We finished listening to the podcast. We finished eating our lamb—liberally seasoned with Oregonian salt from Jacobson. Then we went outside and looked up at the ISS flying overhead. When Oleg, Gennady, and Mikhail arrive back on Earth, they will be offered the traditional greeting of bread and salt.

100 words 088

Tomorrow is the big day—Responsive Day Out 3: The Final Breakpoint.

All the speakers are in town, safely ensconced in their hotel. To welcome them to Brighton and to get them relaxed for tomorrow, we all went out for a magnificent meal this evening. I hired out the pop-up restaurant Isaac At. What better way to welcome people to Sussex than to sample local seasonal food (and drinks) prepared by an immensely talented team. It was really great—great food, great company; just right.

Now I will attempt to get a night’s sleep before tomorrow’s overload of responsive brilliance.

100 words 047

One of the great pleasures of travelling is partaking of the local cuisine. Today I travelled to Düsseldorf. As soon as I arrived, I went out for ramen.

Wait, what?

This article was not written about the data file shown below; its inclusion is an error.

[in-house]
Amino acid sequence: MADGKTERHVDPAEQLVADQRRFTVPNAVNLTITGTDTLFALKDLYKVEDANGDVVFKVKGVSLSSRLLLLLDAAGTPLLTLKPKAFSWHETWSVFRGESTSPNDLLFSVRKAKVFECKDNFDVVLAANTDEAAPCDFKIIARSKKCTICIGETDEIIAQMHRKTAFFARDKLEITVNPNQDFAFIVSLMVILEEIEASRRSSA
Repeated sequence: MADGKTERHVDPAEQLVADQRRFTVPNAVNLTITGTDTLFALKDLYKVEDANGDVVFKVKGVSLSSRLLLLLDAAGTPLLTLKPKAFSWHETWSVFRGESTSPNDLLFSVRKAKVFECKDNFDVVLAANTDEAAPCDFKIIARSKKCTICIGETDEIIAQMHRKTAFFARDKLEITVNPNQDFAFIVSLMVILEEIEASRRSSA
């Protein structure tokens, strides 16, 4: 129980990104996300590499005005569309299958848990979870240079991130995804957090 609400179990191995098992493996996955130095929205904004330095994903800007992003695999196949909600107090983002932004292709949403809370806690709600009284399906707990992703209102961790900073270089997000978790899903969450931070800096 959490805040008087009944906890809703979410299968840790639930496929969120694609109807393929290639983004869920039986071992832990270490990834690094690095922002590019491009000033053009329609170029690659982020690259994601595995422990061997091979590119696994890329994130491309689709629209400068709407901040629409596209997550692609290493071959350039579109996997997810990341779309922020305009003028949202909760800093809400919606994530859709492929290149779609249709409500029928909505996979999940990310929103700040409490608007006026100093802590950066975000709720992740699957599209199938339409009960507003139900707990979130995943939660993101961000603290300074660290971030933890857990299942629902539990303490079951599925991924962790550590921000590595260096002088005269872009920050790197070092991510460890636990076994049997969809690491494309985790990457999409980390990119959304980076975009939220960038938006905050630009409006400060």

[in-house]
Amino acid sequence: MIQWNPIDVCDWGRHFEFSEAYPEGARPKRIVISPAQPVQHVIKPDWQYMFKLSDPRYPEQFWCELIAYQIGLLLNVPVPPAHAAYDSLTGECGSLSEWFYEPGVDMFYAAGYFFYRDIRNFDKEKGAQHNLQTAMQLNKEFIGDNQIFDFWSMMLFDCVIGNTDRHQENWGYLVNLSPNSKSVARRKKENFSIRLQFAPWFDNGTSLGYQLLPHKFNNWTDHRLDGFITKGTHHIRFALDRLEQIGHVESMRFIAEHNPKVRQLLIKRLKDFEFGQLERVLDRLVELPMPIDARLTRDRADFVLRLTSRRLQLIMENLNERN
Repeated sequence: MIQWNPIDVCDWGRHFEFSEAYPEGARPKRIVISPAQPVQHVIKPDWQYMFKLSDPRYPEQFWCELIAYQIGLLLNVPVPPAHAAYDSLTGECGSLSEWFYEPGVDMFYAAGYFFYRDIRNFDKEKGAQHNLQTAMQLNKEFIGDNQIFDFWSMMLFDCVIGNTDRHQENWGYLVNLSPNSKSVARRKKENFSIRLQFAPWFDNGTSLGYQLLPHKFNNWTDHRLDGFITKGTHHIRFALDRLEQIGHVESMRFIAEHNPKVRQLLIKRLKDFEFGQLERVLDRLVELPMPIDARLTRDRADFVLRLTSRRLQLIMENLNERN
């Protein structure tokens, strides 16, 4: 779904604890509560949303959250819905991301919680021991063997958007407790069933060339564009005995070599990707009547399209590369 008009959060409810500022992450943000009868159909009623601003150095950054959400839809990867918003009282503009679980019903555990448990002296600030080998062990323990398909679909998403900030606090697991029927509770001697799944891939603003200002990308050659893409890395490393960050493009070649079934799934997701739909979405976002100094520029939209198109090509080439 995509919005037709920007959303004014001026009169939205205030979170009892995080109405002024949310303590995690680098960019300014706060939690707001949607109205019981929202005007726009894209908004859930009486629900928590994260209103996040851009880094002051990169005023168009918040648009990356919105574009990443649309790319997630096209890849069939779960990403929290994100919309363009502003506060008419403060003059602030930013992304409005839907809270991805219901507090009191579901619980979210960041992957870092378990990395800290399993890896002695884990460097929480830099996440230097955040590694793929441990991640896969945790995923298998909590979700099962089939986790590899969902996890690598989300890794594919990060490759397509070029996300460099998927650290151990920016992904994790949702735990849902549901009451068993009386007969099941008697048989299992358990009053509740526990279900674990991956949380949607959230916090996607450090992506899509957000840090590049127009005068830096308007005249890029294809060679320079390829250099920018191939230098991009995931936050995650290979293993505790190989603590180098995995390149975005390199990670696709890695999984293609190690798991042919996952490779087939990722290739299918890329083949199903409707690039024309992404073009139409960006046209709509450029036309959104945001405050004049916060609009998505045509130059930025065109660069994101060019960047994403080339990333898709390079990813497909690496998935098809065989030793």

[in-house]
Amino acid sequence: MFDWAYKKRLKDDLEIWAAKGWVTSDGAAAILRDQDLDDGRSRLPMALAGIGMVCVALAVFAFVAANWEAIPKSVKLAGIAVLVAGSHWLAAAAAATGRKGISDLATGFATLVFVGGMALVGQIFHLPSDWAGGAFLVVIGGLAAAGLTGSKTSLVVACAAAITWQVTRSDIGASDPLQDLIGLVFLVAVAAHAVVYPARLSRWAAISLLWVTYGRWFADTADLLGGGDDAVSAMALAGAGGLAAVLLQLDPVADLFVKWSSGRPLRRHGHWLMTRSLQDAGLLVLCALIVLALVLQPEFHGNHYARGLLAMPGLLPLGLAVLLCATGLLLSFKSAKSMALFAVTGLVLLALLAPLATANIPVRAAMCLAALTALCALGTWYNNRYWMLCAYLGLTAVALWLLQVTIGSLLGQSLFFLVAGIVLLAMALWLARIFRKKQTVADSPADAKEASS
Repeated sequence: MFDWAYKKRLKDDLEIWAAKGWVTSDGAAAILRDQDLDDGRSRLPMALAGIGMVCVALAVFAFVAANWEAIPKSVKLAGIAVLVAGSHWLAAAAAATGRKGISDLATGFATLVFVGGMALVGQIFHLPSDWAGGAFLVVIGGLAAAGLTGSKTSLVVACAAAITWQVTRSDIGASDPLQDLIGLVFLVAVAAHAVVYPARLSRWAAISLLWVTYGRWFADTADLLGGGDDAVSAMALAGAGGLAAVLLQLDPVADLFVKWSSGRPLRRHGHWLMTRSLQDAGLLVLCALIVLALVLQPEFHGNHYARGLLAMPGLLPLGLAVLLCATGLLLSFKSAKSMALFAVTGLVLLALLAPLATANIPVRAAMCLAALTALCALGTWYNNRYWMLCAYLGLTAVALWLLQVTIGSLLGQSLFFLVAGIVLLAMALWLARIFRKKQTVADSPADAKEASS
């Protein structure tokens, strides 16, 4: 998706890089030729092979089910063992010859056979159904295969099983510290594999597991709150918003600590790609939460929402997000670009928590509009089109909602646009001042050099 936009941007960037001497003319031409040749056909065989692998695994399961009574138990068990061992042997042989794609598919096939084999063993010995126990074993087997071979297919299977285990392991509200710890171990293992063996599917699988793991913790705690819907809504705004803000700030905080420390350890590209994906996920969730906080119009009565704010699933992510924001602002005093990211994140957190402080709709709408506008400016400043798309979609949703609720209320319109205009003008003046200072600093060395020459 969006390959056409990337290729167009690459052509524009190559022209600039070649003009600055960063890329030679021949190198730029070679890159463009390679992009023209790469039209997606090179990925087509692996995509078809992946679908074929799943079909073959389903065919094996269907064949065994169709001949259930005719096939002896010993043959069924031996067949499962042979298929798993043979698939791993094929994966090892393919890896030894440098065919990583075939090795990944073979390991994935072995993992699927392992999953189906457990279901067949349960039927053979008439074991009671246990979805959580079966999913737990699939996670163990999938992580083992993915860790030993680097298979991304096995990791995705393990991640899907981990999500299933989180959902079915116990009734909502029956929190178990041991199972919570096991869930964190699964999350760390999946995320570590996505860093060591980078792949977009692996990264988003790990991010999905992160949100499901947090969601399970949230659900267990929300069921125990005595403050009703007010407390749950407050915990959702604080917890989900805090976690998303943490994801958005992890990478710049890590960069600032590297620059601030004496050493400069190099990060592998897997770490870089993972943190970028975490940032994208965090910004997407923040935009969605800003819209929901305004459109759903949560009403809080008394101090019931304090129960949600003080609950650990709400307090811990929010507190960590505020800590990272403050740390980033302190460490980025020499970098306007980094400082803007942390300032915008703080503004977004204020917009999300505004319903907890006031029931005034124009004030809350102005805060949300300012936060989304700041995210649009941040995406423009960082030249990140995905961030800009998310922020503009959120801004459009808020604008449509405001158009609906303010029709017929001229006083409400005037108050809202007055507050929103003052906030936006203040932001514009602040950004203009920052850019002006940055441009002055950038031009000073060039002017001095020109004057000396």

You might be thinking that I should really be making the most of the pork and potato dishes that Germany is famed for, but the fact is that the ramen here is really good.

Düsseldorf, you see, has one of the largest Japanese populations of anywhere in Germany. It all started in the ’50s when a number of Japanese companies set up shop here.

The result: great ramen in Düsseldorf.

100 words 038

I ate well today. We celebrated Boxman’s birthday with lunch at the Yeoman, a most excellent purveyor of pub food.

Then this evening, Jessica and I went on a double date with Richard and Wendy to the magnificent 64 Degrees. It was a special evening of English food and English wines, in collaboration with local wine guru Henry Butler.